ST. GEORGE – Members of the city’s faith community gathered at the St. George Tabernacle for the ninth annual Prayer Over the City interfaith event Wednesday. Short prayers and speeches were offered by local faith leaders promoting continued community unity for the coming year. The event, arranged by the St. George Interfaith Council, also honored outgoing Mayor Dan McArthur.
“We come from diverse a group as any,” said Rev. Jimi Kestin, pastor at Solomon’s Porch Foursquare Fellowship and president of the Interfaith Council, as he addressed the gathering. While the event is meant to promote unity and overall unity within the city, Kestin said, those in attendance did not set aside their own cherished beliefs to do so.
Instead, he said, “we come together with one thing in common, and that is a deeply held love for this community.”
Honoring the mayor
Before the prayers for divine providence over the city began, the Interfaith Council honored the mayor.
“All of us have enjoyed the leadership you have provided, Mayor,” said Tim Martin, a member of the Southern Utah Public Affairs Council of the Church of Jesus Christ of Latter-day Saints, as he presented McArthur with a plaque.
It was related by Rev. Ralph Clingan, a former president of the Interfaith Council, that McArthur has attended the last eight Prayer Over the City events, and also helped eventually move it into the St. George Tabernacle. The event had been outdoors in previous years amid chilly weather and “the frozen tundra,” Clingan said jokingly.
“I’m hoping over the years (Prayer Over the City) will expand exponentially,” McArthur said, and remarked on the Interfaith Council: “This group is one that brings so much to our community. We are blessed in this community to have these faith leaders.”
McArthur then invited Mayor-elect Jon Pike up to the stand and said, “we leave the city in good hands.”
“The mayor has set a high bar,” Pike said.
Prayers offered for the coming year touched upon myriad subjects.
Sheila Smith, of the Christian Science Society, prayed for unity and peace in the community. She asked God to bless the city with one mind and heart, and prayed that hate and malice would not be found in it.
A representative of the St. George Catholic Church, Bob Parks, prayed for the city’s faith and civic leaders.
“Extend your grace to our civic servants,” Parks said. “Bless our bishops, priests and ministers, and all who serve as our shepherds.”
Education was the topic of a prayer offered by Jim Hetrick of the Community of Christ, asking for divine aid to be with the teachers who he said had the prized role of educators and role models for students.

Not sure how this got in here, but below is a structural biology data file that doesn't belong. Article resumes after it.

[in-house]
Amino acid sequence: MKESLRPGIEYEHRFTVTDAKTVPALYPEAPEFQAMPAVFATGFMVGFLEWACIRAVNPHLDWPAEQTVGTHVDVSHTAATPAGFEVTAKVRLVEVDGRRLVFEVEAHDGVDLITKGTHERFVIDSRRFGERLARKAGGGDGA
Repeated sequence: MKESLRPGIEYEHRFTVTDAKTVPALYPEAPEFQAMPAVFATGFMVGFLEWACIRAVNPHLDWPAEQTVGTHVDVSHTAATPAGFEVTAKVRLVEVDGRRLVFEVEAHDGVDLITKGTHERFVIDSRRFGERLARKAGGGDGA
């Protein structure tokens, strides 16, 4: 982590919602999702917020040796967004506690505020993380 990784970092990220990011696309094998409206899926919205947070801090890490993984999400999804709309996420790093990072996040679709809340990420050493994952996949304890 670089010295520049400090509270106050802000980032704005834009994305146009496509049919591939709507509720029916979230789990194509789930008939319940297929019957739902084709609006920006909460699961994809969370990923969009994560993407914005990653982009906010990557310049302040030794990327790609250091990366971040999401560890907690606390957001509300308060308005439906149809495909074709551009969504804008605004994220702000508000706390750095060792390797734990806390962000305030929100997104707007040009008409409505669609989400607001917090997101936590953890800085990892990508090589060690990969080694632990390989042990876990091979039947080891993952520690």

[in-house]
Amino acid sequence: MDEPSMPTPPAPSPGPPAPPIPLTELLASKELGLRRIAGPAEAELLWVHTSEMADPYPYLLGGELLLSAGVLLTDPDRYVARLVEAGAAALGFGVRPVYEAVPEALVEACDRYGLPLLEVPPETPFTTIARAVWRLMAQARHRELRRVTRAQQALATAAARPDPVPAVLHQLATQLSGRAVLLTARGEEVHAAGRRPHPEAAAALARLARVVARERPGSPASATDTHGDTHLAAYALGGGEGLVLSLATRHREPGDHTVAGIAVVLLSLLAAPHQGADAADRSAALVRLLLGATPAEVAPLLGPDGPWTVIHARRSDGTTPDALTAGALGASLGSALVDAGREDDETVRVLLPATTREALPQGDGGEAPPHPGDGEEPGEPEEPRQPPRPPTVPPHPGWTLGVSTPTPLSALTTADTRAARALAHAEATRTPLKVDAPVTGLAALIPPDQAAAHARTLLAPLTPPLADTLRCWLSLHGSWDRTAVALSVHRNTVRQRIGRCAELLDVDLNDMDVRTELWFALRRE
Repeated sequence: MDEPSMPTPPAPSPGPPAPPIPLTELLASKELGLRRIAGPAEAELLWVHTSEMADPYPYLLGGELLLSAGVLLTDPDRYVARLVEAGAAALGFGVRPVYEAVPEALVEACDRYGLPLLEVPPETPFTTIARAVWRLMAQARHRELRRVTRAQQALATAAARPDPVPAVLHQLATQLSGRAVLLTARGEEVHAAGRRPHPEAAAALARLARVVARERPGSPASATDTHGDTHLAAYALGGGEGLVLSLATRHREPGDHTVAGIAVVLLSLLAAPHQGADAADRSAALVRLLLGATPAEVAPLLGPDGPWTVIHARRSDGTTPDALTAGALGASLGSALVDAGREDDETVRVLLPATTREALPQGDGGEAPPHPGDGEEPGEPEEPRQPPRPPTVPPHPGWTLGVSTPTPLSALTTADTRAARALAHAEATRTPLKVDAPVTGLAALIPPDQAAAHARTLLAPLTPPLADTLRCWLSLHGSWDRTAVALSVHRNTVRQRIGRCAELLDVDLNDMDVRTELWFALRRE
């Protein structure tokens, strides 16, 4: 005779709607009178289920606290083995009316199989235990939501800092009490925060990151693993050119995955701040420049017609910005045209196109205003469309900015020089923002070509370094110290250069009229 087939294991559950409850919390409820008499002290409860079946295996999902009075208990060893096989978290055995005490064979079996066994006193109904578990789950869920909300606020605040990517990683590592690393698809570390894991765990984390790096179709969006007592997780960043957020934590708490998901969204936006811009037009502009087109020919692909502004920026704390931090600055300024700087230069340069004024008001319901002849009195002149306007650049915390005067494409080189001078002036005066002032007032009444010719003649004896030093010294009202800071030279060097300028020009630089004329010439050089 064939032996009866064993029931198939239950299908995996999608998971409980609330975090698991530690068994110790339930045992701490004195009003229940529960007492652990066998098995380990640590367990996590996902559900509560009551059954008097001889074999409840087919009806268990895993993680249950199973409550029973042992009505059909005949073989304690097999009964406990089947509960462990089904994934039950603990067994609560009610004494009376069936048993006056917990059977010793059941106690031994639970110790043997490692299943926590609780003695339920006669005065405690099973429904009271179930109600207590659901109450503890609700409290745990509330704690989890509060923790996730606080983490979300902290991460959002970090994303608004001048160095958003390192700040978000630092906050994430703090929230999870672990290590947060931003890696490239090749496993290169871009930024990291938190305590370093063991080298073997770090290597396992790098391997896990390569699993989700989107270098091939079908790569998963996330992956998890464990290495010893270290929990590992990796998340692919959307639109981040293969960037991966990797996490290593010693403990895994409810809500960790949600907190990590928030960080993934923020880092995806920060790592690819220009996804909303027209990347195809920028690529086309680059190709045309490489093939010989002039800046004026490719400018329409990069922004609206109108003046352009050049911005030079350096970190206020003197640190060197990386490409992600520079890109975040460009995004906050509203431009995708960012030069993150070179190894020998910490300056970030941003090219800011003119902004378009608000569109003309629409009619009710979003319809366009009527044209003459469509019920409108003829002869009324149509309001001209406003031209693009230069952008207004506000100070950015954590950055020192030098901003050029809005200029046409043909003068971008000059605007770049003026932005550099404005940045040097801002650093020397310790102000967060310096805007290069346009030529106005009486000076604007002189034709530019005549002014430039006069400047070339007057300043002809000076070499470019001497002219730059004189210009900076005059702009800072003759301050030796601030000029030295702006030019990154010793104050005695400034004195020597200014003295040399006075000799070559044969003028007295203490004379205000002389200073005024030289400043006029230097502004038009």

Salee Amina, listed as an ambassador of goodwill for Islamic culture, said: “(St. George) is a beautiful place filled with good people.”
Amina took the opportunity to share points of Islamic teachings and read a passage from the Koran, saying that all those who believe in God and work righteousness shall have their reward.
“Just be good,” Amina said.
Members of the military and their families, as well as those who help them in various capacities, were the focus of the prayer offered by U.S. National Guard Chaplain David Jones. Jones serves not only the local until of the National Guard, but all military units based in and around the area.
A prayer for the city’s medical and health care workers was offered by Rise Bausch of Congregation Biet Charyarim, St. George’s Jewish faith community. She prayed that God would bless and protect the medical community of St. George. She specifically thanked the cardiac unit at Dixie Regional Medical Center who treated her husband for a heart attack last year.
This Prayer Over the City will be Bausch’s last in St. George, she announced. She and her husband are moving to Florida soon. She thanked the Interfaith Council for all of its support, and asked the gathering as a whole to continue to support the city’s Jewish community.
Additional prayers were offered, asking for divine guidance and protection to be with city government, the youth of the city and its emergency responders. Other prayers focused on an improving economy, a plea for patience and kindness, the homeless, and local nonprofits that serve the community.
“Today, we enter 2014 with a prayer for our city and a desire for fellowship,” retired American Baptist minister Rev. Alex Wilke said. Wilke, who closed the event, has served the city’s faith community since moving to St. George over 50 years ago.
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